© Reuters. Burkina Faso President Roch Marc Christian Kabore holds his last pre-election rally ahead of the presidential election in Ouagadougou, Burkina Faso, November 20, 2020. REUTERS / Zohra Bensemra
Authors Thiam Ndiaga and Anne Mimault
OUAGADOUGOU (Reuters) – Burkina Faso President Roch Kabore has been detained at a military camp by rebel soldiers, four security sources and a West African diplomat said on Monday, following a heavy shooting around his residence on Sunday night in the capital, Ouagadougou.
His detention came after incessant fire erupted from military camps in the West African country on Sunday, with soldiers seeking greater support in the fight against Islamist militants. The government has denied that the military has taken power https://www.reuters.com/world/africa/heavy-gunfire-heard-military-camp-burkina-faso-capital-2022-01-23.
Kabore’s exact location or situation was unknown Monday morning, and conflicting reports circulated among security and diplomatic sources.
Several bulletproof armored vehicles of the presidential fleet could be seen near the president’s residence. One was splattered with blood. Residents of the president’s neighborhood reported heavy fire during the night.
Three armored vehicles and soldiers in balaclavas were stationed in front of the state television headquarters.
Government sources were not immediately available Monday.
In a message on its website, the French embassy advised French citizens in Burkina Faso not to go out during the day for irrelevant reasons, or at night at all.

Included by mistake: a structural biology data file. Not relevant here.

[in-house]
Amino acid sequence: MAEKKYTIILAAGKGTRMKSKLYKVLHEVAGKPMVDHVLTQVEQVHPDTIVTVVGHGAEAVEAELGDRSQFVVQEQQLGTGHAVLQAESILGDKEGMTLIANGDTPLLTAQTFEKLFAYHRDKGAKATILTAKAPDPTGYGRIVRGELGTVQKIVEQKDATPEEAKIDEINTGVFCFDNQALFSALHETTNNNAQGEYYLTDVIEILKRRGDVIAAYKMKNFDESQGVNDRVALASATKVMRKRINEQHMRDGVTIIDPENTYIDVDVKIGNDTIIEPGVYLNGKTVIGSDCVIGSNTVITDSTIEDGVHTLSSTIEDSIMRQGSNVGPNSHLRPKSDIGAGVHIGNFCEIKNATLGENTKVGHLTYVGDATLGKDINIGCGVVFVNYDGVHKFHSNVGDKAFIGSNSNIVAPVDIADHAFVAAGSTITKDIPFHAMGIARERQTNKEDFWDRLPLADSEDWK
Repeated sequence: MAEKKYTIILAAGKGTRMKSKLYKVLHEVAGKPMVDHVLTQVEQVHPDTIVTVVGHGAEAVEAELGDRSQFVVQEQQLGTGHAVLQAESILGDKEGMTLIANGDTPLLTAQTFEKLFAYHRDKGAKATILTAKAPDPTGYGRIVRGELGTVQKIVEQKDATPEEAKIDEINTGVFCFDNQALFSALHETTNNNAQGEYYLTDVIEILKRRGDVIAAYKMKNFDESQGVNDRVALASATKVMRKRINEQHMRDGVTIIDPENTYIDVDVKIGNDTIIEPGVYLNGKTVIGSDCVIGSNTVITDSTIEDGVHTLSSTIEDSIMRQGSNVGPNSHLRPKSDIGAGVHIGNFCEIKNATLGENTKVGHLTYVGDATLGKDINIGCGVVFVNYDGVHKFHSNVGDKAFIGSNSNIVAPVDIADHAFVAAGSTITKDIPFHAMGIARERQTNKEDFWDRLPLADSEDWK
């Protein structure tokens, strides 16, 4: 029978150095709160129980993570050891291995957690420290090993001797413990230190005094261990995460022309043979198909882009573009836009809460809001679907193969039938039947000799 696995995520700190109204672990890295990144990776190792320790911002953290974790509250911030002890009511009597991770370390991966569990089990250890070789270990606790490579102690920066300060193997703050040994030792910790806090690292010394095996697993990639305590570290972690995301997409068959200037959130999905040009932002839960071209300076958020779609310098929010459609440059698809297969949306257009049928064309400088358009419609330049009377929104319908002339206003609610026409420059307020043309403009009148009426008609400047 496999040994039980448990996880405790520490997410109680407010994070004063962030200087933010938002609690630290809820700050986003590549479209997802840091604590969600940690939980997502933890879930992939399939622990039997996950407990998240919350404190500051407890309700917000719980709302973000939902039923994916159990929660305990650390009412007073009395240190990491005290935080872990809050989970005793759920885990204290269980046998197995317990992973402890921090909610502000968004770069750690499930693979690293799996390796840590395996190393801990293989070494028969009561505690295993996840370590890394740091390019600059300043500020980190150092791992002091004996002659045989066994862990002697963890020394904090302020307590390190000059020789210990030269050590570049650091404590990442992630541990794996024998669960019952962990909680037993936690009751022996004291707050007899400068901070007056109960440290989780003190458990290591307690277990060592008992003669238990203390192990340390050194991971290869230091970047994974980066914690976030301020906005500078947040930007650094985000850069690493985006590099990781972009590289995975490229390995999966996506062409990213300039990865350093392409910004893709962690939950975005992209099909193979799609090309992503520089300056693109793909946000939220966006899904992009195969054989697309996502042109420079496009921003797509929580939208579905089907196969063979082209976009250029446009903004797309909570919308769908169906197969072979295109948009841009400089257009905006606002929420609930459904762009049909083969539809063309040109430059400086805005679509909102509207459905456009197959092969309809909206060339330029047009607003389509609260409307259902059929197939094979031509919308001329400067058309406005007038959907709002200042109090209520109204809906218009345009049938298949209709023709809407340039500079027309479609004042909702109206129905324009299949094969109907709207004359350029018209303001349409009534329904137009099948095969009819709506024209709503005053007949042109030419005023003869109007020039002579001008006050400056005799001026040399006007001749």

“The situation remains quite confusing,” it said, adding that two Air France flights scheduled for Monday night had been canceled and French schools would remain closed on Monday and Tuesday.
Kabore has faced waves of street protests in recent months as frustration has grown over the frequent killing of civilians and soldiers by militants, some of whom are linked to Islamic State and Al Qaeda.
A militant attack in November on a gendarmerie station in Inati, in the northern Soum region, killed 49 military police officers and four civilians. It later turned out that the forces stationed there were left without food and were forced to slaughter animals nearby for two weeks.
Protesters went out on Sunday to support the rebels and looted the headquarters of Kabore’s political party. The government declared a curfew from 2000 GMT to 05:30 GMT until further notice and closed schools for two days.
The turmoil in Burkina Faso comes after successful military coups in the last 18 months in Mali and Guinea, where the military ousted President Alpha Conde last September.
The military also took power in Chad last year after President Idriss Deby was killed on the battlefield there.
Burkina Faso is one of the poorest countries in West Africa despite being a gold producer.
Islamist militants control parts of the country and have forced residents in some areas to abide by their harsh versions of Islamic law, while the military’s fight to quell the insurgency has depleted scarce national resources.
Affected by street protests, Kabore vowed in November to end “dysfunction” in the military, saying disciplinary action would follow an investigation into the attack on Inata and would launch an anti-corruption action.
Part of the anger in Burkina Faso late last year was also directed against the former colonial ruler of France, who deployed thousands of troops in the West African region of the Sahel to fight militants.
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